Crude Marks New Year High, Extends Five-Day Rally as Dow Advances Fills in for Delaye

Commodities - Energy [B]

Crude Oil (WTI) - $74.88 // $0.73 // 0.98%[/B]
The world’s most precious resource is now the most expensive it has been in almost exactly a year. Crude is now filling out its fifth consecutive daily advance – the most consistent bull trend since the run between August the 18th through the 24th. Despite marking the impromptu high for the year, price action has been otherwise choppy. The run to the intraday high of $75.40 (for the nearby futures contract) was not clear cut and would eventually fall back into a loose range between $75.20 and $74.50. This hesitancy to capitalize on what is arguably a breakout mimics the same pace that equities, other commodities and FX is developing. What is the common link between all these asset classes? Appetite for risk. Despite the blatant and steady rally that has developed over the past seven months, a steady advance is not guaranteed. It is growing increasingly difficult for fundamentals to support and justify such high prices.

Outside the broader themes, demand is still a prominent concern for oil traders. This morning, the American Petroleum Institute (API) reported crude production in the US rose 35 percent through September from the same period a year ago to 5.29 million barrels per day. This is reportedly the highest output levels since 2005 and has been buffered by tempered demand due to the recession and a light hurricane season. Due to the Columbus day holiday, the API has pushed back its weekly release schedule to 16:30 EST. The Energy Information Agency (EIA) will release its numbers tomorrow at 11:00 EST. However, Managing Director Tanaka in the meantime offered a few comments on the market when speaking about the greenhouse agreement expected to be reached in Copenhagen in December. He said that future spikes in oil prices were still a “concern,” and the outlook for demand was “not promising.”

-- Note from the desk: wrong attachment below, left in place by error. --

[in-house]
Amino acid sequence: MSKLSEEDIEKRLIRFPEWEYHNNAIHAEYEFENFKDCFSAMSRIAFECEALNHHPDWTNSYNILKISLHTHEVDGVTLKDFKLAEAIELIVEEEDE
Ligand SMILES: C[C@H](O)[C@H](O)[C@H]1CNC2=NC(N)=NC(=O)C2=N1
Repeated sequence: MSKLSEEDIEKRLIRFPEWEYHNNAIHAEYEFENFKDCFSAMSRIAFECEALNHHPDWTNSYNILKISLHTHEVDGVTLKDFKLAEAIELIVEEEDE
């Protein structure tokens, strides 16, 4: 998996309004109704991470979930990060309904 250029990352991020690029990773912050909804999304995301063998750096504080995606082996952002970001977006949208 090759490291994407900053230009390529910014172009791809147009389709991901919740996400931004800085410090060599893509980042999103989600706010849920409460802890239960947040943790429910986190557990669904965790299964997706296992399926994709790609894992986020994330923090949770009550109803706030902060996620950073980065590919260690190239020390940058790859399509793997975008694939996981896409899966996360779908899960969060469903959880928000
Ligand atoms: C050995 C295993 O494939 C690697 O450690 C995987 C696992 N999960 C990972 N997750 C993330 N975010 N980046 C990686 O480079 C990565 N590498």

Commodities - Metals

[B]Another Record High from Gold Doesn’t Support Momentum[/B]

[B]Gold - $1062.40 // -$1.90 // -0.18%[/B]
Gold has set a new, intraday record high for a second consecutive session; but today’s overall advance lacked the conviction seen in Tuesday’s drive to a new high. This breaks somewhat from the tight correlation with risk appetite that has guided gold prices while the market’s demand for a safe haven has diminished and the threat of inflation still seems distant. The next spark for volatility in gold will come through tomorrow’s US consumer inflation data. If there is any merit to concerns over emerging price pressures we (and policy officials) will have to come through this data. The August data showed the first significant uptick in the plummeting, annualized CPI gauge (up to a 1.5 percent pace from a 50-year low 2.1 percent pace in July); but we have yet to establish this as a turn in trend. To support an outlook for policy officials tolerating inflation in an effort to ease the nation’s deficit, we first need to see the foundation of a imminent reversal in inflation. In other news, ETF Securities reported it attracted $233.2 million this past week to reach a record capital under management of $16 billion. Risk appetite is obviously not aimed at equities alone - especially with the commodity grabbing headlines by pushing record highs. [B] Silver - $17.86 // $0.07 // 0.39%[/B] While Silver was showing a bullish change mid-day in the US session, the commodity was nonetheless showing price action that very closely resembled that of gold – new highs, lots of chop and little progress. The congestion that has dominated price action ever since the most recent rally climbed above the September 17th swing high has shown the limited interest in this semi-speculative metal. Practical demand for this commodity is equally tepid with the outlook for growth finding little additional news to brighten the already optimistic, global outlook.

[I]-Written by John Kicklighter, CFDTrading Research
Questions/Comments about this article? Send them to <[email protected]>[/I]